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automation to convert stills to movies (NOT image sequences)

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Tom Sanders
automation to convert stills to movies (NOT image sequences)
on May 5, 2011 at 10:18:45 pm

I need to convert a large number of individual images to movies. These are NOT image sequences.

For example: I need to convert an individual TIFF file into a 2 second DV quicktime movie. Then I'll receive another TIFF file, which needs to become another 2 sec QT movie. Ultimately, I'll receive batches of hundreds of such images and I need to be able to convert each TIFF image to be a separate 2 sec QT movie.

I can manually do this by importing the TIFF into AE, placing it into a 2 second comp and exporting.

Is there a way to automate this process to handle thousands of individual conversions? Or is there a better tool someone can suggest to do this efficiently?

Thanks.


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malcolm DeSoto
Re: automation to convert stills to movies (NOT image sequences)
on May 5, 2011 at 10:29:08 pm

I'd use an editing application for this where you can specify the length of the clip on import and then do a batch export

http://runawaykitee.blogspot.com/

"The secret to creativity is knowing how to hide your sources." --Albert Einstein



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Dave LaRonde
Re: automation to convert stills to movies (NOT image sequences)
on May 6, 2011 at 2:40:03 pm

Exactly what are you DOING to these stills? Just a straight still to movie conversion, nothing else required? If so, follow Malcom's advice.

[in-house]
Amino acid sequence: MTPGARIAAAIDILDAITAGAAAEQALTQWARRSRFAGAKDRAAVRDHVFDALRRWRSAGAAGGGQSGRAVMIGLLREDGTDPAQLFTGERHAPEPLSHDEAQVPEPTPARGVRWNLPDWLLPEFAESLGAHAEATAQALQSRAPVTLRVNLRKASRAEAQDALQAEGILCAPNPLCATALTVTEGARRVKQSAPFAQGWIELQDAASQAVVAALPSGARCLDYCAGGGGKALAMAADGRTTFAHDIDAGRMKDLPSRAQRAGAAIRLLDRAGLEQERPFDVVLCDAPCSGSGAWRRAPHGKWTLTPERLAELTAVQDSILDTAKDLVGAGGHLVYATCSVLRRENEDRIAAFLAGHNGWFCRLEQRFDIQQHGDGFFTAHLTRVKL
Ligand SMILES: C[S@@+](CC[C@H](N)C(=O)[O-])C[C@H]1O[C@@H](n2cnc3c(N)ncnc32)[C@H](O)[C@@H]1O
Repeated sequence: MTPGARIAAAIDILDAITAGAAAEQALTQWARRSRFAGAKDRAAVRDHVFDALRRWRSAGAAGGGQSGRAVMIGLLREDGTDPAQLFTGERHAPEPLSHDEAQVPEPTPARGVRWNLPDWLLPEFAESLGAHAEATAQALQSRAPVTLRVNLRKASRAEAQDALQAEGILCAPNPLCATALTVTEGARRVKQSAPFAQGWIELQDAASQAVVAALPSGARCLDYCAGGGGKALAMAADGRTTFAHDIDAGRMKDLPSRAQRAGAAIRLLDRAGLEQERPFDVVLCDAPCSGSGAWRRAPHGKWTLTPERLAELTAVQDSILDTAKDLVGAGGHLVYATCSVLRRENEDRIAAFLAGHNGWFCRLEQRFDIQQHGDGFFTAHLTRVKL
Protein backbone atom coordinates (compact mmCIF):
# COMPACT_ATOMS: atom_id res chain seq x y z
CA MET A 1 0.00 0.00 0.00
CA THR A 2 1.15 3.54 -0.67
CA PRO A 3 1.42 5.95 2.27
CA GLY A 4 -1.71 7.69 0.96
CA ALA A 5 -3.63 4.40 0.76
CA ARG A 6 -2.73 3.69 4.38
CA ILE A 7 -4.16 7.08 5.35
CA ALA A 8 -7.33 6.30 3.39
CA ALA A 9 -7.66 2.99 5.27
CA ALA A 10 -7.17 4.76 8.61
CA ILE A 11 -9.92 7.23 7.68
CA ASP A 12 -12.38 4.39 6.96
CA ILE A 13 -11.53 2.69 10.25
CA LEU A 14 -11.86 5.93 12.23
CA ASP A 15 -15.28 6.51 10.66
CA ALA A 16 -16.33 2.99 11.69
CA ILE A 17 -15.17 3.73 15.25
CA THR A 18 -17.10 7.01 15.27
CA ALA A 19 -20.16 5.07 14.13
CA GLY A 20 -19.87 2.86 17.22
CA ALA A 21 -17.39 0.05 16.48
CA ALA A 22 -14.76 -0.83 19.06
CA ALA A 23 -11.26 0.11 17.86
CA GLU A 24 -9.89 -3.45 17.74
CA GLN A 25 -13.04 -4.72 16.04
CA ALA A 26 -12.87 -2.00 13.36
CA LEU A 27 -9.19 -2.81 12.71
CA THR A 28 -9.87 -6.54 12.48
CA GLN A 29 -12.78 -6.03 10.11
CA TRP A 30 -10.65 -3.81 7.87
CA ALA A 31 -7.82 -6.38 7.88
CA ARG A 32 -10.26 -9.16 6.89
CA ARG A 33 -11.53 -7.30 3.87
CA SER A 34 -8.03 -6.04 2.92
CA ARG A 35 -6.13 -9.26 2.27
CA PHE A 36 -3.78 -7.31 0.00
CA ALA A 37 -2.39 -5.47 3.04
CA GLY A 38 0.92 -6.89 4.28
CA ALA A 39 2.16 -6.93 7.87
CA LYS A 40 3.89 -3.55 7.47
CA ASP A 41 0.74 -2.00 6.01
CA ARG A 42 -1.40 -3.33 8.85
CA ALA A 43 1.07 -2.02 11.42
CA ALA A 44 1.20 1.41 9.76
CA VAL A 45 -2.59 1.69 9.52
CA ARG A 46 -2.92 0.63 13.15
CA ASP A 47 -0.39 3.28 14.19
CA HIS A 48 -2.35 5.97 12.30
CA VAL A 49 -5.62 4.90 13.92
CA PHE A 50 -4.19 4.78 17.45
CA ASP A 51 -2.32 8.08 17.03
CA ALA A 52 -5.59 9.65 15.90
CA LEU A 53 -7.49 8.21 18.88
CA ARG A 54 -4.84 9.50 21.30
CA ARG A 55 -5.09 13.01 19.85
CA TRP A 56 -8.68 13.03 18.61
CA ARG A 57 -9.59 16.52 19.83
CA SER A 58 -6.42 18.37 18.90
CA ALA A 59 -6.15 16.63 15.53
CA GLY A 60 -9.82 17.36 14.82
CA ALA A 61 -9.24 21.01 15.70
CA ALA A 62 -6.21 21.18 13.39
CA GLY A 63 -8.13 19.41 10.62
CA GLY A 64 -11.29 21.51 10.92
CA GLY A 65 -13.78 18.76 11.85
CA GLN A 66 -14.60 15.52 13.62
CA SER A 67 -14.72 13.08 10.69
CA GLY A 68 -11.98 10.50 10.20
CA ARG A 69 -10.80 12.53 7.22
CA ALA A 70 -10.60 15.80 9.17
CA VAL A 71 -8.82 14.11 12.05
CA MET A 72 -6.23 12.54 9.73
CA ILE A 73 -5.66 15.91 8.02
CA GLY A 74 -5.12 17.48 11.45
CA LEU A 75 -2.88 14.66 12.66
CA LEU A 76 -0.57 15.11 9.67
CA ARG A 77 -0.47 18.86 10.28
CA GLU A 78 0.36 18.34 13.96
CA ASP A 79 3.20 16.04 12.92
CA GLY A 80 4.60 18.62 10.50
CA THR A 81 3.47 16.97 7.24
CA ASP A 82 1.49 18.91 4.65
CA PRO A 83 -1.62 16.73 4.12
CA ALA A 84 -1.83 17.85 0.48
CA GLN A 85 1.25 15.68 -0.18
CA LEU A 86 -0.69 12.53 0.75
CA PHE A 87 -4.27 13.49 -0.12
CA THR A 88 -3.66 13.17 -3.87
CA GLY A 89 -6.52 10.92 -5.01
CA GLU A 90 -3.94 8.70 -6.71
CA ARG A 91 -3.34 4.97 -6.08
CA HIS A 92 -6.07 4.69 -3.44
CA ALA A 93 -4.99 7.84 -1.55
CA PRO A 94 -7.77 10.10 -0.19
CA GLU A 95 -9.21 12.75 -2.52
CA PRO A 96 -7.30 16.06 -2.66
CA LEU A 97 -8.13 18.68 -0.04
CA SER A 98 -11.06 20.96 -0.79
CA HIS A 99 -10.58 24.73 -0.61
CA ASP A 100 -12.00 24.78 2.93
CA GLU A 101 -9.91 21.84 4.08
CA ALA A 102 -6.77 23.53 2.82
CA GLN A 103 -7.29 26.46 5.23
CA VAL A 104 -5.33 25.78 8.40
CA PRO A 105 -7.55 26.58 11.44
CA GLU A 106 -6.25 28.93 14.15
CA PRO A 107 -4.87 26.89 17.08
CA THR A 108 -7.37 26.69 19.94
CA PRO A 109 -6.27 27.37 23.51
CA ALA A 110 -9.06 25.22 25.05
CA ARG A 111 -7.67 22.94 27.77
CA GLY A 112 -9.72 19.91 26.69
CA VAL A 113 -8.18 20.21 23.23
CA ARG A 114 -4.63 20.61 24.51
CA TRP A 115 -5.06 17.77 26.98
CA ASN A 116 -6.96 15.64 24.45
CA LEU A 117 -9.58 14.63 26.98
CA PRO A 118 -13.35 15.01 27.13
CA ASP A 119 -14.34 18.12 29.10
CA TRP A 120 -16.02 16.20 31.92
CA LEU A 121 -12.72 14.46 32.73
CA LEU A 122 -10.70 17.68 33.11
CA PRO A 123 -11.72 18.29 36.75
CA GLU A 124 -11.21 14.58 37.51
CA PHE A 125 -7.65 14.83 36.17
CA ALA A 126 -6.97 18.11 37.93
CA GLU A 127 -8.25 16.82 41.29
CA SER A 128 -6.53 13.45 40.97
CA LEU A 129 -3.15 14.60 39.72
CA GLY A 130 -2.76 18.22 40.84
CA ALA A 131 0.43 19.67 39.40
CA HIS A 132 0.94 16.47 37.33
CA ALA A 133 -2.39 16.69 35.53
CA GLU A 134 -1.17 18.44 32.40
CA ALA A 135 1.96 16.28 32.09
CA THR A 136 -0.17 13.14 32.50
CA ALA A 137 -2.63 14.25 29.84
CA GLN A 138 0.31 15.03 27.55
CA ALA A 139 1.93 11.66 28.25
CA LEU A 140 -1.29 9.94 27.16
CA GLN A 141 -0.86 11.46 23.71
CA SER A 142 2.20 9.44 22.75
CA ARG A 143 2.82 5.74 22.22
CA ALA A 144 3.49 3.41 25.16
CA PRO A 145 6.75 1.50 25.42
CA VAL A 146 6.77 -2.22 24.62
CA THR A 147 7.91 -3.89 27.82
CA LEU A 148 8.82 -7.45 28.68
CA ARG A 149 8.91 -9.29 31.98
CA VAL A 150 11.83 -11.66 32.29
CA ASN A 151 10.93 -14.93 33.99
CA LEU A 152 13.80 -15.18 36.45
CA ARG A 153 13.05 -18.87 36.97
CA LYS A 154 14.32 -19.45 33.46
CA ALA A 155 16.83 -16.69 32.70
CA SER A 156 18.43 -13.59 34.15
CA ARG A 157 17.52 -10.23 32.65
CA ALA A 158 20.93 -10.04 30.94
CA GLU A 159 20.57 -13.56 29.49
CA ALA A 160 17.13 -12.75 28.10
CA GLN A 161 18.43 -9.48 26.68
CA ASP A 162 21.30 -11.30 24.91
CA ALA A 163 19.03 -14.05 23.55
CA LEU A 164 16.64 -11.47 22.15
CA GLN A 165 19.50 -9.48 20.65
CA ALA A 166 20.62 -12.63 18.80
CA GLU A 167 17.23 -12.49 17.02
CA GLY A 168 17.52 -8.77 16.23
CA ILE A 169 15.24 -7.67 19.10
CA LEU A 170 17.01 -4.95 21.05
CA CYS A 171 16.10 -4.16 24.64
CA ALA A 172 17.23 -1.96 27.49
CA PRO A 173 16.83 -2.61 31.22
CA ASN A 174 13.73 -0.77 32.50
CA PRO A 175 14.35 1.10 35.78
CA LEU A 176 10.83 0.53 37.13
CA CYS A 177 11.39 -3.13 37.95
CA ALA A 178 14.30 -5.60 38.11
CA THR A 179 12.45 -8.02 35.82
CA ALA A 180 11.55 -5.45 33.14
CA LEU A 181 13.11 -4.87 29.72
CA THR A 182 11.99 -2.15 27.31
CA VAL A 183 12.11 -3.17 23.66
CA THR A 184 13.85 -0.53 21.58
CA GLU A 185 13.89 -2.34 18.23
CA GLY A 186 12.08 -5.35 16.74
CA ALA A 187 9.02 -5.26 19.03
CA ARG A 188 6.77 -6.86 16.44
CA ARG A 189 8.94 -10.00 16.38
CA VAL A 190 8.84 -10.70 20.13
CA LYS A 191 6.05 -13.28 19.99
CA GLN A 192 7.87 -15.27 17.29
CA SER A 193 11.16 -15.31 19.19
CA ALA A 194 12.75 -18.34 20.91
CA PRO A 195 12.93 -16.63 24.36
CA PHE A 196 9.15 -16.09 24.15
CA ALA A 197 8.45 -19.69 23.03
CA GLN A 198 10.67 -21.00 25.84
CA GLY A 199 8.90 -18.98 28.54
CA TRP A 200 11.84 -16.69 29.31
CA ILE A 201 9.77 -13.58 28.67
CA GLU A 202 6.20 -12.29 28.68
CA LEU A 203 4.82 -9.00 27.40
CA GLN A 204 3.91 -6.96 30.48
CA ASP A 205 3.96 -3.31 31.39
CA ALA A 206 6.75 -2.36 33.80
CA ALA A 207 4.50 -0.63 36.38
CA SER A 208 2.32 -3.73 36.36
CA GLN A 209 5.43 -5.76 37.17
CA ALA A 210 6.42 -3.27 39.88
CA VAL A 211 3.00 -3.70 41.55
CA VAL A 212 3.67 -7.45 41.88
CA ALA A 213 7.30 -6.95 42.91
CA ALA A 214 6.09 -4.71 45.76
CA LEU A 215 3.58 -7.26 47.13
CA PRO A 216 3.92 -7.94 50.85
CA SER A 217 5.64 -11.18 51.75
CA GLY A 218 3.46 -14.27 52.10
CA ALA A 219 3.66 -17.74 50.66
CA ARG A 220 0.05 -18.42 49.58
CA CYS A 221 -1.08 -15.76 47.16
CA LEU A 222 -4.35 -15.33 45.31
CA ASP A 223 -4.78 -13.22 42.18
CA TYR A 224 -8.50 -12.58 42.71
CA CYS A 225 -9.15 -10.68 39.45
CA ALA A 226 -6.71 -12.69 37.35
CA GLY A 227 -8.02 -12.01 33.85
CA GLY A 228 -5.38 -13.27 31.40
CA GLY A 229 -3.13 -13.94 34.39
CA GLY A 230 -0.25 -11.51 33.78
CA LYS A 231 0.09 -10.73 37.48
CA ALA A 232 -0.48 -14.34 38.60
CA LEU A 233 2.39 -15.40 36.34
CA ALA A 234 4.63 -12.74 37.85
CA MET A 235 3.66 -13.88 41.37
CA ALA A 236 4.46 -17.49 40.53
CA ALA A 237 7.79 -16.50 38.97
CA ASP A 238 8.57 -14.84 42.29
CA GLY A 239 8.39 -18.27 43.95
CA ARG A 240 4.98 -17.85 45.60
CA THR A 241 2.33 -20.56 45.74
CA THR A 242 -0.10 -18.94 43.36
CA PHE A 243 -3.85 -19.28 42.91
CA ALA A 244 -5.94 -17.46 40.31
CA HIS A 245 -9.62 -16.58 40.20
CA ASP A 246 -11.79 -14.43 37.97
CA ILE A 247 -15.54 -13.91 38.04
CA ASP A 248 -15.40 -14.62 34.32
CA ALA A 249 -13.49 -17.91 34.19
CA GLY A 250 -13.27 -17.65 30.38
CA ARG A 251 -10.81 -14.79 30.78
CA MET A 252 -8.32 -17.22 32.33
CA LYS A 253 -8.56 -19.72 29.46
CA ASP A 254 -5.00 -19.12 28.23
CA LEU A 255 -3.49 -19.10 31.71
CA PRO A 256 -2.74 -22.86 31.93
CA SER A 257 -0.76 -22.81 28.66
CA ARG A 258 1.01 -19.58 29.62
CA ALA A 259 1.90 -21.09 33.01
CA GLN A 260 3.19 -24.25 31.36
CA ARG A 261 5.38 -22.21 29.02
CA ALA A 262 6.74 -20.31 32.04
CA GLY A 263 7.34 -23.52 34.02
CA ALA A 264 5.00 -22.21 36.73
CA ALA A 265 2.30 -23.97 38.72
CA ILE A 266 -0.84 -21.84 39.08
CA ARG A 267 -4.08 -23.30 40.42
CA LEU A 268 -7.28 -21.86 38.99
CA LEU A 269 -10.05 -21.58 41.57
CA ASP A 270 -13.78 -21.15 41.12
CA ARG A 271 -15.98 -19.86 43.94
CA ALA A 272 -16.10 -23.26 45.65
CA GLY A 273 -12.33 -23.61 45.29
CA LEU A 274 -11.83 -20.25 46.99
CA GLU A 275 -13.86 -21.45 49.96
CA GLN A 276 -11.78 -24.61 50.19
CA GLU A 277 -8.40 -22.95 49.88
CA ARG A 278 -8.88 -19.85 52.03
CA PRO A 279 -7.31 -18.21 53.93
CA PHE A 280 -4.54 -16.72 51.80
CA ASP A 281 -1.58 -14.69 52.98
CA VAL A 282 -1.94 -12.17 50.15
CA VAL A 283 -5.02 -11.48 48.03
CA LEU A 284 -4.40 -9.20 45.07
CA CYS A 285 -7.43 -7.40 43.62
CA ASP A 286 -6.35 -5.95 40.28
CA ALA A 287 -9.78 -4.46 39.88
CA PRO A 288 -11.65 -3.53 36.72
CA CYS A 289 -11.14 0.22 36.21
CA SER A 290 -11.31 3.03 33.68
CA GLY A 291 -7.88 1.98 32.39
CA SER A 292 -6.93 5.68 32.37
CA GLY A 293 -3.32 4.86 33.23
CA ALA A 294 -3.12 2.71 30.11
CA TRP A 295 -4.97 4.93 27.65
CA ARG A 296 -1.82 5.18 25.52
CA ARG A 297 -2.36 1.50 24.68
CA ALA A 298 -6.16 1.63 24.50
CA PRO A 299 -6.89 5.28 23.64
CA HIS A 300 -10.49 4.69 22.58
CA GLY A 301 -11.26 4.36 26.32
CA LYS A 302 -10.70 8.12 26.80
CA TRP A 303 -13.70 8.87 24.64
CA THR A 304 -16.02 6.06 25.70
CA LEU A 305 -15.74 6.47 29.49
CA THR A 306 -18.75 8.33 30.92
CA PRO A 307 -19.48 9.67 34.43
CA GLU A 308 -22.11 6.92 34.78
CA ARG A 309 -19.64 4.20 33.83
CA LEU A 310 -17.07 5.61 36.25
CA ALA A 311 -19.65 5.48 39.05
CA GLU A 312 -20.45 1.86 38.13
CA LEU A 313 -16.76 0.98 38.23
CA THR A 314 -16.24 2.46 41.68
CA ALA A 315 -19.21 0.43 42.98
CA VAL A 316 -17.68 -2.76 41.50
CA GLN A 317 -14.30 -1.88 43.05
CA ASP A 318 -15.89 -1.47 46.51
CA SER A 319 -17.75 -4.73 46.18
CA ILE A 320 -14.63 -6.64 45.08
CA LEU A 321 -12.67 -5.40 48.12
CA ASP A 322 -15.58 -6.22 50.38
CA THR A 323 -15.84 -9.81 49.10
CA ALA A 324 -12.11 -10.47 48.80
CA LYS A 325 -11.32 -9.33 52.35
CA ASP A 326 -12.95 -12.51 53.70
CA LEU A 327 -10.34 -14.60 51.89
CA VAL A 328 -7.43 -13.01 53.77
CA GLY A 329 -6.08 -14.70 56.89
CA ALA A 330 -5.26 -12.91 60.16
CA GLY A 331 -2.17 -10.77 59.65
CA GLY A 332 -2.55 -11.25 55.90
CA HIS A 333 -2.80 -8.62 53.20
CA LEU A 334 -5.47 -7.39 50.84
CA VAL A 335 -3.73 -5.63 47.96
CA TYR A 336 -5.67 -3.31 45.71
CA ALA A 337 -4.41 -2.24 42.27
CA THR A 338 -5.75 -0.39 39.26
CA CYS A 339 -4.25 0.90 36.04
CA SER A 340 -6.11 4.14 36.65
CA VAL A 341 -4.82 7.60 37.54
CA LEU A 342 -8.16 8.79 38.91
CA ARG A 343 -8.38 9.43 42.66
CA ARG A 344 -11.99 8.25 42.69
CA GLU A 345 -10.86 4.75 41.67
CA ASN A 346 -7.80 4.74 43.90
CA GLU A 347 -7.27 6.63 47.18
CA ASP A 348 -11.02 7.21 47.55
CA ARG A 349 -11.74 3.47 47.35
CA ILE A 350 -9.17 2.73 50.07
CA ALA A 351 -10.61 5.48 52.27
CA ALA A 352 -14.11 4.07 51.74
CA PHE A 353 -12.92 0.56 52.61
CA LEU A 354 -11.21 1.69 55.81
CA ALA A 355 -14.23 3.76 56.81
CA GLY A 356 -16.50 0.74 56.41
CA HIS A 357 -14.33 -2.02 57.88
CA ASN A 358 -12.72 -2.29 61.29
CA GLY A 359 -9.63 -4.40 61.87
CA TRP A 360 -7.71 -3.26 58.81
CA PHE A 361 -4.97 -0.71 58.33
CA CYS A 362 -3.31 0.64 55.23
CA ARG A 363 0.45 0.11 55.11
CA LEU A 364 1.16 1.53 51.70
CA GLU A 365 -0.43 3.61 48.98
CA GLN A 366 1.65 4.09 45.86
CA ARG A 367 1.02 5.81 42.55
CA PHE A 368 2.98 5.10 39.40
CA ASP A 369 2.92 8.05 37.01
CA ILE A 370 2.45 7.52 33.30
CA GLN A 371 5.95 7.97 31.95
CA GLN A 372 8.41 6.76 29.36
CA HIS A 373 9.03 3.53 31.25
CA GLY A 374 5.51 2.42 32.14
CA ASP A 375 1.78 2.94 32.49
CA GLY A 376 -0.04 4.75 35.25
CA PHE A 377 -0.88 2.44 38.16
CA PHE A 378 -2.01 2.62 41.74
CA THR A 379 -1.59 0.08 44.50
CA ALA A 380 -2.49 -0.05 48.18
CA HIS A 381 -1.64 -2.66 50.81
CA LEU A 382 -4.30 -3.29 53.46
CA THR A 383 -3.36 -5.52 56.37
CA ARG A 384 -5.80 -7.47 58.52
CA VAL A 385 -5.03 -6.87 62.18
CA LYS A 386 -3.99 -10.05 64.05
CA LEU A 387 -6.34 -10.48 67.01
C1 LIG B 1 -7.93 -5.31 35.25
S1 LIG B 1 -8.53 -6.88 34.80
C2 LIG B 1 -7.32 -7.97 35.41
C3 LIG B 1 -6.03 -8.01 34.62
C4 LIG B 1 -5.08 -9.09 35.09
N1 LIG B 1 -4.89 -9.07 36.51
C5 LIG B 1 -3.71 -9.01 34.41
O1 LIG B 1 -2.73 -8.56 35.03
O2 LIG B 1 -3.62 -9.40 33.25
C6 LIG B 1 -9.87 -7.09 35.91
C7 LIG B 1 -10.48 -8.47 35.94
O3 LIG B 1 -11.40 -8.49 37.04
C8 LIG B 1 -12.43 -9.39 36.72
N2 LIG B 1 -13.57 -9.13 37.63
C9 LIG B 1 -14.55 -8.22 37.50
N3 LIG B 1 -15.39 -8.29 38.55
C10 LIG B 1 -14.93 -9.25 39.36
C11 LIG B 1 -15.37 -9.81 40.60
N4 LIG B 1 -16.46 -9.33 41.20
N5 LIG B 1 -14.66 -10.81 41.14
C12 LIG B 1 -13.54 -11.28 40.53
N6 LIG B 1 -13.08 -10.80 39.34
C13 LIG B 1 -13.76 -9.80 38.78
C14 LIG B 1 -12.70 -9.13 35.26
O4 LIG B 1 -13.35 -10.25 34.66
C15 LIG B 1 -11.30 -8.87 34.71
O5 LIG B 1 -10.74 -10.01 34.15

If there's more to it, fess up...

Dave LaRonde
Sr. Promotion Producer
KCRG-TV (ABC) Cedar Rapids, IA


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Tom Sanders
Re: automation to convert stills to movies (NOT image sequences)
on May 6, 2011 at 4:39:54 pm

Hi Dave,

Malcolm's answer is brilliant, I think. I'll experiment with it today.

To answer your question, I'm cutting an animated feature and the first phase is to edit what's called a 'storyboard movie' (basically thousands of drawings provided to me as TIFF scans). I used to simply import the TIFFs directly as stills into FCP, but FCP rapidly bogs down when you get to thousands of stills in a sequence. So I had the idea to convert the stills to quicktime media before I import. For the low-res period of the project, DV seems like the way to go because I get the best system performance.

So, for Malcolm's workflow, I'll set the stills duration at 2 seconds, import a batch of stills, then export the resulting movies and poof, I should have 2 second media for each panel, which I'll re-import and be good to go... one hopes.

Tom


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Dave LaRonde
Re: automation to convert stills to movies (NOT image sequences)
on May 6, 2011 at 5:10:33 pm

If you already know that FCP's going to choke on your stills, here's Plan B for doing it in After Effects:

If the file names include a number, e.g. "00738_Storyboard", you can import an image sequence. Use the Interpret Footage settings to make them 2 seconds long. If you're working at 23.976 (aka 23.98), set the comp frame rate at 23.976, and interpret the footage as 1/47.952; 47.952 is 23.976*2. When you put the footage into the comp, each frame should be 2 seconds long.

I THINK that interpret footage frame rate trick will work; never tried it.

--OR--

Make a 23.976 comp. Add each still to the comp in order, last one at the bottom, first one at the top. Select all of them, and trim them to 2-seconds long. While highlighted, use the Sequence Layers keyframe assistant:
http://help.adobe.com/en_US/aftereffects/cs/using/WS3878526689cb91655866c11...

In either case, you'll probably need to adjust the duration of the comp; that's pretty easy. Keep in mind that the maximum length of an AE comp is 2 Hours.

Dave LaRonde
Sr. Promotion Producer
KCRG-TV (ABC) Cedar Rapids, IA


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Tom Sanders
Re: automation to convert stills to movies (NOT image sequences)
on May 6, 2011 at 5:18:09 pm

That would be good if the final stage was this stringout of stills, but this is only the beginning; my job really begins with editing those stills to create a reference movie for animation. So, I need each panel as a discreet piece of media. I think Malcolm's solution still comes out ahead.

But thanks for the ideas; I might find a way to put your workflow to work elsewhere.


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